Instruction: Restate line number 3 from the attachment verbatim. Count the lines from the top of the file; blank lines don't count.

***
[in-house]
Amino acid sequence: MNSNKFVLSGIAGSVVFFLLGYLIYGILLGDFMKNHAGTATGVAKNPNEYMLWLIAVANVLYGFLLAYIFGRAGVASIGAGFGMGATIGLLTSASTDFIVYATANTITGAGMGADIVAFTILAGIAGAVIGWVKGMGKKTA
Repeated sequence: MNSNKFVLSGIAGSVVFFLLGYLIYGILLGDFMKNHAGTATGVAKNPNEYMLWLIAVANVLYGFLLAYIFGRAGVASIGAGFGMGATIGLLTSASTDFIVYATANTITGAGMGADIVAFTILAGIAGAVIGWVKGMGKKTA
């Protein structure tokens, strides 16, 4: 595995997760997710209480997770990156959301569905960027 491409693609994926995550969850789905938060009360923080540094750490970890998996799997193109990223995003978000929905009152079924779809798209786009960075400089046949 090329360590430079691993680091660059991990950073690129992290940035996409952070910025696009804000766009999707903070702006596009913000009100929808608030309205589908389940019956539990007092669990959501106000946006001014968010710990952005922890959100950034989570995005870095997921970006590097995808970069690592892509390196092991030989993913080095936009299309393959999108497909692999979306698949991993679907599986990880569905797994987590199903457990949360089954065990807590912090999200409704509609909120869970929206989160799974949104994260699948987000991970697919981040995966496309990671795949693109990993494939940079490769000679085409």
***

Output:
Repeated sequence: MNSNKFVLSGIAGSVVFFLLGYLIYGILLGDFMKNHAGTATGVAKNPNEYMLWLIAVANVLYGFLLAYIFGRAGVASIGAGFGMGATIGLLTSASTDFIVYATANTITGAGMGADIVAFTILAGIAGAVIGWVKGMGKKTA